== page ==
I think the method to use two textures or more is probably the best way to go. Hopefully there will not be a speed hit. Does anyone know if I copy a texture from one Meshwork material into another, if the texture is cloned rather than copied? Will try 3DMF mapper, Dancer and Coalesce when I am back on my mac.

My actual reference point, and the reason for persistence with single texture maps is the Bob model from Glam at http://www.idevgames.com/content/download.php?id=142 . The author obviously knows his stuff, but I think I need some more practice.

On the point of doing things backwards, I dont really know how that would work. Same with the Quake modelling, as I dont think there is a straightforward way to "flatten" or unroll a model.

BTW, using a 512 x 256 16 bit texture. Would most people use something similar for 3rd person characters?

Nick
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Posts: 446
Joined: 2002.09
Post: #7
Quote:Originally posted by nickdabner
I also looked at Wings3D, but couldn't see support for 3DMF, so left it.

You'd have to use some intermediate format that both wings and meshwork can import/export - They both support 3DS, PovRay and VRML - IIRC.

Quote:Originally posted by nickdabner
I think the method to use two textures or more is probably the best way to go. Hopefully there will not be a speed hit.

Two textures will usually be slower than one, but it shouldn't matter too much for simple scenes.

Quote:Originally posted by nickdabner
On the point of doing things backwards, I dont really know how that would work. Same with the Quake modelling, as I dont think there is a straightforward way to "flatten" or unroll a model.

There really isn't a straightforward way to do UV mapping - some apps can help a great deal with the initial unwrapping of a mesh, but you really just have to get in there and move verts by hand - it will often take longer than creating the mesh.

Quote:Originally posted by nickdabner
BTW, using a 512 x 256 16 bit texture. Would most people use something similar for 3rd person characters?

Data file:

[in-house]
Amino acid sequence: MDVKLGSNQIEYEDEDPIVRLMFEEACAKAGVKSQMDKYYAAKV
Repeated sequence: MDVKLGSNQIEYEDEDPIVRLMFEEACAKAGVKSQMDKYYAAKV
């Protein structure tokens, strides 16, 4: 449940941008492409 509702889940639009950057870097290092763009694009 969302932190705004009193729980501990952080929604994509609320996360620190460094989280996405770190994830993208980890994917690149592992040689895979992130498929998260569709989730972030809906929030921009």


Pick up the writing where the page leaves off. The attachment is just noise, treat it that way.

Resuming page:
Should be fine - 512x512 and 256x256 are pretty common sizes, some newer games use 1024x1024 but that's usually overkill IMO.
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nickdabner
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Post: #8
Quote:At 8:46 PM +1000 8/11/03, Nick Dabner wrote:

> >> There is a post on idevgames which outlines my problems.
>>
>> Do you have a URL?
>>
> > http://www.idevgames.com/forum/showthrea...eadid=4481
Wow, there is a lot of misinformation in that thread! I can't seem
to post, so please post these corrections for me:

1. Jamn suggested that Jeff Quan starts with the texture and then
makes the model. I've worked with Jeff for a long time, and I am
quite sure that he does not do that. He does the model first. Then
he texture-maps it, usually by starting with a standard mapping (e.g.
planar) and then hand-tweaking the UVs.

2. igame3D suggests that Meshwork U/V mapping is strange. But I
believe it's quite standard -- UV is pretty much UV, no matter what
editor you use.

3. Frank C. suggests manually editing the UVs with 3DMF Mapper, but
essentially the same functionality is built into Meshwork nowadays
(that's what the Texture Map window is for). You shouldn't have any
need for 3DMF Mapper anymore.

4. igame3D also says "you can't modify the vertices at all once you
U/V map with meshwork, you lose the mapping entirely, then must start
from scratch." This is utterly untrue. I'm not sure what he's
thinking of, but it's certainly not the case. If you're using
automatic texture mapping (e.g. planar), then as you move the
vertices around, their UVs are updated appropriately. If you're
using pinned-mode texture mapping, then as you drag a vertex around,
its UV stays with it. If you delete a vertex, then of course that
one is gone, but the other vertices retain their UVs just fine.

This last one is the worst; if you'd correct these misconceptions
among the iDevGames folks, I'd greatly appreciate it.

Thanks,
- Joe